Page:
Myths about Family Violence in Australia

Dec 21, 2018

There are many myths and misunderstandings surrounding Family Violence in Australia. These myths are often shaped by a community’s beliefs, attitudes and biases that are sometimes developed without conscious thought or reflection. These myths can lead people to excuse violent behaviour, or place fault on the person who is experiencing domestic or family violence.

MYTH: A person in an abusive relationship should just leave the relationship

REALITY: It is not always easy to leave an abusive relationship. People stay in abusive relationships for various reasons, including:

  • The fear that the violence will get worse if they leave, and that they will be followed and harmed
  • The intimidation and control felt by the abusive partner
  • A belief that violence is normal
  • Concern for children
  • Financial dependence
  • Isolation
  • Social embarrassment
  • Lack of self-confidence
  • Cultural background
  • Religious and moral values
  • Family pressure
  • Lack of community support

There are many reasons that a person may not feel they are able to leave an abusive relationship. Their choices can be limited in ways that are not clear from outside the situation.

MYTH: Women are the only people who experience domestic violence.

REALITY: Domestic violence can happen to anyone regardless of their gender identity or circumstances. While women are more likely to experience physical and/or sexual violence by a current or previous partner (1 in 6 women) men do also experience domestic violence (1 in 16 men)[1]. Men are more likely to experience from strangers in public places, whereas women are more likely to know their abuser, and violence usually takes place in their home.

MYTH: Family violence is a private matter.

REALITY: Family violence is a criminal offence in Australia and impacts on everyone in a community. It affects children and families, often creating a cycle of violence passed on through generations. Family violence should not be viewed as an issue for individuals to deal with alone. People in violent relationships need help and support and the whole community benefits from stopping family violence.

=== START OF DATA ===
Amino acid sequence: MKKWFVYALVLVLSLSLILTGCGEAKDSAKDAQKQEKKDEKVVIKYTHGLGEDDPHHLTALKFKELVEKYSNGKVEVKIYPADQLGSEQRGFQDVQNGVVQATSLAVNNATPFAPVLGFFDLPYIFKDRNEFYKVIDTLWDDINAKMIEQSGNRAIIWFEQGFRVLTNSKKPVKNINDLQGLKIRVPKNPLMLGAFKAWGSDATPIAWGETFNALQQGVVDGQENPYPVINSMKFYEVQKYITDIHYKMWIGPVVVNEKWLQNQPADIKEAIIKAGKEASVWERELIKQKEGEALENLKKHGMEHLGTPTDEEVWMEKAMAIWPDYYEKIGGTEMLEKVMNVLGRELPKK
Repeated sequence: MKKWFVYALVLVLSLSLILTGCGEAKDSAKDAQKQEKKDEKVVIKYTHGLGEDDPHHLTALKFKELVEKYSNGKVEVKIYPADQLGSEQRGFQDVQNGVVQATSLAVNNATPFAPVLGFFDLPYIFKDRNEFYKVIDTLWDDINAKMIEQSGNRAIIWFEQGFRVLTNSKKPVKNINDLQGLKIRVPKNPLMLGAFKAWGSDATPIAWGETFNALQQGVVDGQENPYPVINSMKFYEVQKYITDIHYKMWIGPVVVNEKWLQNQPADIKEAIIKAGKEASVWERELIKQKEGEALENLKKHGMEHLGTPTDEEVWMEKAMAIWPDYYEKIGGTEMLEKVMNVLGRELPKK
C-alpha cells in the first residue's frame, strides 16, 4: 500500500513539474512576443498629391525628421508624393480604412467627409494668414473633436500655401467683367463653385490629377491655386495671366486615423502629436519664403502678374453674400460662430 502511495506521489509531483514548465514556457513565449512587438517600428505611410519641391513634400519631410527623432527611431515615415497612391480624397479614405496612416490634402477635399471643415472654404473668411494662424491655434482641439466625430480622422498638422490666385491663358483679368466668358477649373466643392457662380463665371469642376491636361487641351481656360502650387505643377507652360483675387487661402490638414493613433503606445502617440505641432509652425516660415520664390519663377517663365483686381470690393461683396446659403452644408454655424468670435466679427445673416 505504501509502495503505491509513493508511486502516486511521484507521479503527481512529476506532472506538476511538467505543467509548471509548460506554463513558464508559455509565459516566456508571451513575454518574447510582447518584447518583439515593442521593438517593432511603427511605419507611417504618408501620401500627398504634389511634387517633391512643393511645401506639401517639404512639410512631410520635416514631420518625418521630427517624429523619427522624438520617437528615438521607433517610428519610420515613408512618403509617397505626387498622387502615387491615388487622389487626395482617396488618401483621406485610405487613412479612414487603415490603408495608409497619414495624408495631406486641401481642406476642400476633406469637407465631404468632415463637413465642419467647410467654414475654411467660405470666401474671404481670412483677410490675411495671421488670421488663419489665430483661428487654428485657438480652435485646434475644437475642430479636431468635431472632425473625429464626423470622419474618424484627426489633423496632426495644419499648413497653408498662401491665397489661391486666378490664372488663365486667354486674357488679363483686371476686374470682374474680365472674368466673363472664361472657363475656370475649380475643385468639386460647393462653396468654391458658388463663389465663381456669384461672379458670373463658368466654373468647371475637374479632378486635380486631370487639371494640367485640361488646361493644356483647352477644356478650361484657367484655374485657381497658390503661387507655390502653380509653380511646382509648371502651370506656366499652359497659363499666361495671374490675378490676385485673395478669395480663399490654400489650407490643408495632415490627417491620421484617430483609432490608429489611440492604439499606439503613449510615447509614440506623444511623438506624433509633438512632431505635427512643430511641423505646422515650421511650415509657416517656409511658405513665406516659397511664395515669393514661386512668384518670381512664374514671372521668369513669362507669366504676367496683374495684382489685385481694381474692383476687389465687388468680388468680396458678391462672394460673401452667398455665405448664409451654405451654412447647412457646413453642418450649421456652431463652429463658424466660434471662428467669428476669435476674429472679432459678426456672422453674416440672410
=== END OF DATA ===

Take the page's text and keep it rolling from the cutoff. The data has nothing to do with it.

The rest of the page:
MYTH: Men should make the decisions and take control in relationships

REALITY: Violence is more common in families and relationships where men control decision making, and less so when women have greater independence[2]. In societies where men and women are more equal in their relationships, violence is less common.

MYTH: Violence doesn’t impact children as they are too young to remember or understand what is happening.

REALITY: Children who experience or witness violence can be harmed physically and emotionally, no matter what age. It can impact their relationships, self-esteem and education. They may believe that violence is normal, become violent themselves, or become victim to violence in their adult relationships. With the right help and support, children can recover from family violence.

MYTH: Family violence is a normal part of society and cannot be stopped.

REALITY: Some people think that family violence is a normal part of life. They excuse violent behaviour by saying that offenders can’t control themselves or their anger. This is a negative perspective that’s harmful to both men and women. Violence is not acceptable in our community and with the right support and education we can change the attitudes and behaviours that lead to family violence.

If you, or someone you know, are experiencing family or domestic violence, you can get in touch with our workers via phone 1800 806 189 or email – Our workers will work hard to provide a variety of safe options to best meet your needs and will make sure that your safety is their priority.

If you contact Safe Choices during the day, our workers will endeavour to get back to you as soon as possible, however they will not be available during the evening/night or weekends.

Safe Choices is not an emergency or crisis service, but our workers will refer you to a crisis service that best meets your needs if required. In case of an emergency, please call 000 or 1800 RESPECT.

[1] ABS 2017b. Personal Safety Survey 2016. ABS cat. no. 4906.0. Canberra: ABS.

[2] VicHealth 2014, Australians’ attitudes to violence against women. Findings from the 2013 National Community Attitudes towards Violence Against Women Survey (NCAS), Victorian Health Promotion Foundation, Melbourne, Australia.